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Mountain Passes

The Kaaiman's River Pass boasts several records. Although a fairly short pass in terms of distance, the curves are extremely sharp and the gradient is steep. The pass connects George in the west with Wilderness in the east and traverses magnificent scenery with steep mountainsides, where the amber coloured waters of the Kaaimans River are crossed via the first curved bridge built in South Africa in 1952. The pass provides perfect views of the famous rail bridge at the mouth of the estuary and plays host to Dolphin Point - a perennial favourite with tourists offering 270 degree views including one of the best panoramas of Widerness beach. When commissioned in 1952 it ended a 70 year period where the Old Cape Road (including the 7 Passes) became much less used.

"White's Road" meanders gently up Wilderness Heights - a quiet, country road where Welsh ponies on the local stud farm add to the almost English charm.  This lovely drive is also popular with cyclists and walkers. 

The road has gentle gradients, seldom exceeding 1:12 and offers magnificent views of the Touw River Gorge, the estuary, Wilderness beach and village as well as Dolphin Point.

The road is peppered with corners, many which are very sharp, but if you comply with the speed limit, all will be well. Please note that there is a hight restriction halfway along the pass, so don't go and drive this road ina high roof campervan, bus or truck. The lower 2 km close to the village is tarred, but the quality of the tarring is uneven and bumpy - to the point that you will probably find the gravel a more pleasant surface to drive on.

The Grootrivier Poort on the R332, was one of the last passes to be built by South Africa's most famous road engineer, Thomas Bain. This masterpiece opened up the seemingly impassable 200 km mountain wilderness of the Baviaanskloof between Willowmore and Patensie.

The poort only has 16 bends,corners and curves with a very mild descent gradient that appears to be flat when driving it. The topography is magnificent as the river and the road follow each other faithfully through the towering cliffs of the poort amongst dense riverine vegetation. The road is generally quite good throught his section and most people drive too fast, which means you see less. Expect to see a range of animals, like kudu, reedbuck, baboons and monkeys - and more so if you drive through early in the morning. As the road was carved out of the mountainsides, it left an open display of the various rock formations, which range from solid Table Mountain sandstone to the unusual pebble conglomerate.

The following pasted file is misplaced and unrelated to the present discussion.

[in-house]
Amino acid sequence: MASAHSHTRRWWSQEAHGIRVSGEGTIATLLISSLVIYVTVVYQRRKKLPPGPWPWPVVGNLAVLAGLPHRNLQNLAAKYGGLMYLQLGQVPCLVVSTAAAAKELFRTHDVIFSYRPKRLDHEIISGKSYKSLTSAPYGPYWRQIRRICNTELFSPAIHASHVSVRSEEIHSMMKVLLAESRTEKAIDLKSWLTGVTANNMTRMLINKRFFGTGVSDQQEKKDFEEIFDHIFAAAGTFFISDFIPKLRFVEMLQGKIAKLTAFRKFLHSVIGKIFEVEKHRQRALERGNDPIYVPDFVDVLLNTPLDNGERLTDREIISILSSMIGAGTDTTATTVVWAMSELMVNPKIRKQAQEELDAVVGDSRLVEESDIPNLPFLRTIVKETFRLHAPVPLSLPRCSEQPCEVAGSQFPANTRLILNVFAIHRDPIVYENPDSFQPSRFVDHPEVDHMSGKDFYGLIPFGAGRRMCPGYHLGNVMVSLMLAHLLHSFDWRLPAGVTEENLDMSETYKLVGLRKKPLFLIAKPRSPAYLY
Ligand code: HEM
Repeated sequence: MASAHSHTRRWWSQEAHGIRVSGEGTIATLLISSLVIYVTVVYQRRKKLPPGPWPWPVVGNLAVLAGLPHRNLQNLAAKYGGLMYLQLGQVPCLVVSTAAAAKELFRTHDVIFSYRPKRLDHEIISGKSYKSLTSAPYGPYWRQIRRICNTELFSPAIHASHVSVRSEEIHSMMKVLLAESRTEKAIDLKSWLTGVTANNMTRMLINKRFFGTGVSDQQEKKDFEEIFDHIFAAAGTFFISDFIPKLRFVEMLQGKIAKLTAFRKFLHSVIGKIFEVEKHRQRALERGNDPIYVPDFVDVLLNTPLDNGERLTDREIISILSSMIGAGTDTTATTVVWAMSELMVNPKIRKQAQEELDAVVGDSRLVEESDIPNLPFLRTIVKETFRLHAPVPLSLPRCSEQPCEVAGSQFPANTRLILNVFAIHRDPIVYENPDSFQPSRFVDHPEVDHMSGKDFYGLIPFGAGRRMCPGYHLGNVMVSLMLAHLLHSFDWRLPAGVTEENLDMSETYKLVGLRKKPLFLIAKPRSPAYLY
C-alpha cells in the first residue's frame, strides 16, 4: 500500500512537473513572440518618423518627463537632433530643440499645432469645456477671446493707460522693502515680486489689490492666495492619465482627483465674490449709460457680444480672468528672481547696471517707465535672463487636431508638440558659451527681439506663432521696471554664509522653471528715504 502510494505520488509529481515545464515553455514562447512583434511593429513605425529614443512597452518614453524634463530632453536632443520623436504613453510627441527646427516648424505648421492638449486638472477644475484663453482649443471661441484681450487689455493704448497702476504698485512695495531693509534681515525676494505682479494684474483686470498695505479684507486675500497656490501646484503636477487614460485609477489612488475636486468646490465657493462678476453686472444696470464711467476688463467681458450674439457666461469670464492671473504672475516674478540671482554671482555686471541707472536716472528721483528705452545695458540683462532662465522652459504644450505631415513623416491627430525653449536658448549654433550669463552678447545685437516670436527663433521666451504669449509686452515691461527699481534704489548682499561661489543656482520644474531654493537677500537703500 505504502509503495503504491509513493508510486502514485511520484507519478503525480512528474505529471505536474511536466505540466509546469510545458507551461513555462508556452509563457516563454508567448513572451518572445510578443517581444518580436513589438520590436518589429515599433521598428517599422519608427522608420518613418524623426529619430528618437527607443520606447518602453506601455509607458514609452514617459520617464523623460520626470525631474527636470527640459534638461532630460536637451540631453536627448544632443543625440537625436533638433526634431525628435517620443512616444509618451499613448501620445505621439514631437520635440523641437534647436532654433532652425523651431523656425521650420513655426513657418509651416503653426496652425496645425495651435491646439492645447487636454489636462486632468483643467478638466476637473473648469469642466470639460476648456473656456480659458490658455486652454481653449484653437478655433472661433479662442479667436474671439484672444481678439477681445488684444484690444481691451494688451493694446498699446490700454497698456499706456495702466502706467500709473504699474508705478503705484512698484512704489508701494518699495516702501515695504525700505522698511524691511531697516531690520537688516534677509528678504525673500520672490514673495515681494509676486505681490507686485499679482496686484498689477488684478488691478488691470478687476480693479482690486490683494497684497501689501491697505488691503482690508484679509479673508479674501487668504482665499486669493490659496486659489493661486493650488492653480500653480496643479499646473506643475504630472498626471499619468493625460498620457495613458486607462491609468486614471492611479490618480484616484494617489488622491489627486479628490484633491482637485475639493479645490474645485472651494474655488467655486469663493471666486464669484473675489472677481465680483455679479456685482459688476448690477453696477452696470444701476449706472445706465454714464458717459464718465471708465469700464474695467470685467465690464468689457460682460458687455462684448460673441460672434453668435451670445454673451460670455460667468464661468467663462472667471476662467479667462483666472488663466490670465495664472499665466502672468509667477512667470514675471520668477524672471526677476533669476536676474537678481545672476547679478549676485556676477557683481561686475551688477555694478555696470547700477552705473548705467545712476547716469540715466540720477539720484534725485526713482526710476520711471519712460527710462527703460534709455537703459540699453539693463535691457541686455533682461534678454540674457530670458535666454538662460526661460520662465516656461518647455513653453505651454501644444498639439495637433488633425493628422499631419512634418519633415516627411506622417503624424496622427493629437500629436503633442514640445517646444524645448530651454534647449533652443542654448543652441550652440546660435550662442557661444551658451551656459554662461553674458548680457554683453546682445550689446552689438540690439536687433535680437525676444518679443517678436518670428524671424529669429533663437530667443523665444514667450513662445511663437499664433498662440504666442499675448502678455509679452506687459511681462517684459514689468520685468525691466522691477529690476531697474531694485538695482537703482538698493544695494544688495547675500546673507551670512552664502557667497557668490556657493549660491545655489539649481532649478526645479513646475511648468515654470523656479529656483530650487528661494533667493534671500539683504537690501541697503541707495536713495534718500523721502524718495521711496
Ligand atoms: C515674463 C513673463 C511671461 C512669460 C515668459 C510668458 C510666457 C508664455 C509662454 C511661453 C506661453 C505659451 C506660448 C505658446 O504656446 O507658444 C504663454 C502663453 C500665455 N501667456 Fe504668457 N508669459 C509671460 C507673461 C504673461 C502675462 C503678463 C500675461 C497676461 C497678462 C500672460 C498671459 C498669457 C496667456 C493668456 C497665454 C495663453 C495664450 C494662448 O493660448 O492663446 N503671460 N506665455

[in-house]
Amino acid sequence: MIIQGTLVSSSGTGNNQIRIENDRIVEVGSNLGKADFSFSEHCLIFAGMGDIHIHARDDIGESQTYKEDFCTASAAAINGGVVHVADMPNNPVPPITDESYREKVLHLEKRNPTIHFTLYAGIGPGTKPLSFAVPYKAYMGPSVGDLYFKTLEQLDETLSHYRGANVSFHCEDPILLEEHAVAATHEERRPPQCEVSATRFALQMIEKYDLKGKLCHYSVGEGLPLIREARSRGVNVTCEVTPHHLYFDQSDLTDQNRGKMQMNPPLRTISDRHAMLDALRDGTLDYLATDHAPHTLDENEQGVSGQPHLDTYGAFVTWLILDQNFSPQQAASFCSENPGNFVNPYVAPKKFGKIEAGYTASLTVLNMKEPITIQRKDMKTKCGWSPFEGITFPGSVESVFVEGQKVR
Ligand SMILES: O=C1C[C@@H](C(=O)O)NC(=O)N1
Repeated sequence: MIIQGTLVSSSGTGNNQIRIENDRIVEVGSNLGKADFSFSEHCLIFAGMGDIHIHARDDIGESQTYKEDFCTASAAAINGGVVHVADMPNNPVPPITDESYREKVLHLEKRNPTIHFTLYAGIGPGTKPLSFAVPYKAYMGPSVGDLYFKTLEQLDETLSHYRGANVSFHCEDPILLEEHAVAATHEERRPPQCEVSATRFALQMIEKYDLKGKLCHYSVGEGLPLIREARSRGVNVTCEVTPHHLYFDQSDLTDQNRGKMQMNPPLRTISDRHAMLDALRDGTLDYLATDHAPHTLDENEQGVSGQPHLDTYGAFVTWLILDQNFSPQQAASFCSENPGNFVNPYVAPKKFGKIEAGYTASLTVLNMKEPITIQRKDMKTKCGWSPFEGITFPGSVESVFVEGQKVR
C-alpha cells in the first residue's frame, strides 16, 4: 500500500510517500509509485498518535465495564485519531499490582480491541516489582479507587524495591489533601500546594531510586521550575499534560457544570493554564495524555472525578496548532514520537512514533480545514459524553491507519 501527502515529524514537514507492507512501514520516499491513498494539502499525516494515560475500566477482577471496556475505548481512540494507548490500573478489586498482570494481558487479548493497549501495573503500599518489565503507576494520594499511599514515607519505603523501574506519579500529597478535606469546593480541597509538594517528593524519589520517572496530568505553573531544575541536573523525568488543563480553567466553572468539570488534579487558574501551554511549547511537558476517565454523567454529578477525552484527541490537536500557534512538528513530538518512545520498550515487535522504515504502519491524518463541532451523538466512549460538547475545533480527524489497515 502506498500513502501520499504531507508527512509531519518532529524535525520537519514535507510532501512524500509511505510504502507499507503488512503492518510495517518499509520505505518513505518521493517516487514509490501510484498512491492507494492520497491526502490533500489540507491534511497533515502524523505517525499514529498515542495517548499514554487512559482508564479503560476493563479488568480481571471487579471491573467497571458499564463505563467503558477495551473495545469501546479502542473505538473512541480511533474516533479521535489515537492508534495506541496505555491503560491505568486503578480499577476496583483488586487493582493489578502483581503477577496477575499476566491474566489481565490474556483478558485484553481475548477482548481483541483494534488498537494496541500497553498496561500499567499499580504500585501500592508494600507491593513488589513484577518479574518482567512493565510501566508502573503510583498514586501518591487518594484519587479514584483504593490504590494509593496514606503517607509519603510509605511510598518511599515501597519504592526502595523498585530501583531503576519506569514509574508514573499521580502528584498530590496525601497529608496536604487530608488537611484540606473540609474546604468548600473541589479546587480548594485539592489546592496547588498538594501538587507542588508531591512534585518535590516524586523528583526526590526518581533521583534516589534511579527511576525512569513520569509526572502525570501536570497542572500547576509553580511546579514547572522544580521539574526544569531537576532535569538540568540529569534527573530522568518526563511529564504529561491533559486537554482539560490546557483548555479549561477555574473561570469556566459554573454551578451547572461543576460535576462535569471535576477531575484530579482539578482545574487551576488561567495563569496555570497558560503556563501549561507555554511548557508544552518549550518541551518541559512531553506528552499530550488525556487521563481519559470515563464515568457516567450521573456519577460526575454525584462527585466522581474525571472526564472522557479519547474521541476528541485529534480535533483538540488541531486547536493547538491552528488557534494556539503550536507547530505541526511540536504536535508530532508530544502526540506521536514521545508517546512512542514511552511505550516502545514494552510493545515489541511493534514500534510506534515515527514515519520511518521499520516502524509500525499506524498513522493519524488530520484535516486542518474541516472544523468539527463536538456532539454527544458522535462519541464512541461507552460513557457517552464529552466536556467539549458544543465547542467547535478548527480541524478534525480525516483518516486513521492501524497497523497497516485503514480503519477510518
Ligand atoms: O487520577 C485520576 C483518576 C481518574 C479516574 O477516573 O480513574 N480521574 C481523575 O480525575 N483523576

Of the 7 passes and poorts in the Baviaanskloof, there are five which are proper passes and two which are poorts. These are Studtis Poort and the Grootrivierpoort. Poorts are different to passes in that they generally have very easy gradients as they follow the course of a river through a mountain range. They are also notoriously prone to flooding and Thomas Bain famously recorded in his journal: "There are three major headaches for road builders. They are water, water and water". Bain had a singular dislike for building roads through poorts and ironically, whilst he was building the extraordinary Swartberg Pass, the nearby Meiringspoort all but washed away in a devastating flood. Bain was subsequently called in to realign the road at a higher point than the flood level.

If you are new to the Baviaanskloof, we recommend that you first watch the Baviaanskloof Overview and Orientation video clip. 

The Studtis Poort is exceptionally scenic and typical of all poorts, the gradients are very easy as the road essentially remains next to the river for most of it's length. You will be treated to towering mountains with near vertical cliffs and dense riverine vegetation. If you are able to comfortably clear the first river crossing, all of the other 8 crossings should be OK, as it is the same river and will have roughly the same amount of depth and current.

This lovely and spectacular poort on the R332 between Willowmore and Patensie links the two halves of the western section of the Baviaanskloof, covering 6,4 km and crossing over the Baviaans River nine times. In fair weather most of the main roads in the western Baviaanskloof can be driven in a normal car. Poorts are different to passes in that they usually have very gentle gradients. One of the downsides of this fact, is that water tends to remain in a poort much longer than on a pass and as a consequence, Studtis Poort is often prone to some deep-water crossings after periods of rainfall. We have two videos on offer. A completely dry traverse filmed in December 2017 and a much wetter version filmed in August 2012.

If you are new to the Baviaanskloof, we recommend that you first watch the Baviaanskloof Overview and Orientation video clip.

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Mountain Passes South Africa

Mountain Passes South Africa is a website dedicated to the research, documentation, photographing and filming of the mountain passes of South Africa.
 

Passes are classified according to provinces and feature a text description, Fact File including GPS data, a fully interactive dual-view map and a narrated YouTube video.
 

Master Orientation Map

Master Orientation Map We are as passionate about maps as we are about mountain passes. A good map is a thing of beauty that can transport you into the mists of time or get your sense of adventure churning. It is a place to make discoveries about deserts and seas, mountains and lakes; of roads leading into places you have not been before; a place to pore over holiday destinations or weekend camping trips. A map is your window to the world.

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